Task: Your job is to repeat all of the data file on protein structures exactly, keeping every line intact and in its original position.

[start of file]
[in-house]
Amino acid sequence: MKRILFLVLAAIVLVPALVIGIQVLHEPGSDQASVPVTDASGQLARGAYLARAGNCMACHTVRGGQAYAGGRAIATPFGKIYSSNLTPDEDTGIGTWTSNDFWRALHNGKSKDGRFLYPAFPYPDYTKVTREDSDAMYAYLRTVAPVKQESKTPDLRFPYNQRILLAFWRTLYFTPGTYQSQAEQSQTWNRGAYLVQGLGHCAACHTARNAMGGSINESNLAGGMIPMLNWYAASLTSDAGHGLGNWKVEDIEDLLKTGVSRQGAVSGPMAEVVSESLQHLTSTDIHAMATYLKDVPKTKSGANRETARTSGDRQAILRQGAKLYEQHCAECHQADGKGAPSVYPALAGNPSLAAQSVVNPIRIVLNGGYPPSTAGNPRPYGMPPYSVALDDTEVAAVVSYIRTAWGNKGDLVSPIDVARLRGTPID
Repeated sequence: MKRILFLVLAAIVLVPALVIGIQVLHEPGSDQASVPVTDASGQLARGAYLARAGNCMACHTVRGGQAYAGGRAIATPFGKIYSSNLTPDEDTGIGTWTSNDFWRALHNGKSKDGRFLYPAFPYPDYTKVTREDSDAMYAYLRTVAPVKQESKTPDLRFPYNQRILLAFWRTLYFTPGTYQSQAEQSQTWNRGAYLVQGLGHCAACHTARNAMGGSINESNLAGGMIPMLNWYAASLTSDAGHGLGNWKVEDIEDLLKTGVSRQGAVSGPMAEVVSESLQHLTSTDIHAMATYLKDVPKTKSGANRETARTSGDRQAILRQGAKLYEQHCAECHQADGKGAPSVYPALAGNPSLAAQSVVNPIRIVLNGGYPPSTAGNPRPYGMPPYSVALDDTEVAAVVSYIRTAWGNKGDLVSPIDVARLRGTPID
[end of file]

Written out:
[in-house]
Amino acid sequence: MKRILFLVLAAIVLVPALVIGIQVLHEPGSDQASVPVTDASGQLARGAYLARAGNCMACHTVRGGQAYAGGRAIATPFGKIYSSNLTPDEDTGIGTWTSNDFWRALHNGKSKDGRFLYPAFPYPDYTKVTREDSDAMYAYLRTVAPVKQESKTPDLRFPYNQRILLAFWRTLYFTPGTYQSQAEQSQTWNRGAYLVQGLGHCAACHTARNAMGGSINESNLAGGMIPMLNWYAASLTSDAGHGLGNWKVEDIEDLLKTGVSRQGAVSGPMAEVVSESLQHLTSTDIHAMATYLKDVPKTKSGANRETARTSGDRQAILRQGAKLYEQHCAECHQADGKGAPSVYPALAGNPSLAAQSVVNPIRIVLNGGYPPSTAGNPRPYGMPPYSVALDDTEVAAVVSYIRTAWGNKGDLVSPIDVARLRGTPID
Repeated sequence: MKRILFLVLAAIVLVPALVIGIQVLHEPGSDQASVPVTDASGQLARGAYLARAGNCMACHTVRGGQAYAGGRAIATPFGKIYSSNLTPDEDTGIGTWTSNDFWRALHNGKSKDGRFLYPAFPYPDYTKVTREDSDAMYAYLRTVAPVKQESKTPDLRFPYNQRILLAFWRTLYFTPGTYQSQAEQSQTWNRGAYLVQGLGHCAACHTARNAMGGSINESNLAGGMIPMLNWYAASLTSDAGHGLGNWKVEDIEDLLKTGVSRQGAVSGPMAEVVSESLQHLTSTDIHAMATYLKDVPKTKSGANRETARTSGDRQAILRQGAKLYEQHCAECHQADGKGAPSVYPALAGNPSLAAQSVVNPIRIVLNGGYPPSTAGNPRPYGMPPYSVALDDTEVAAVVSYIRTAWGNKGDLVSPIDVARLRGTPID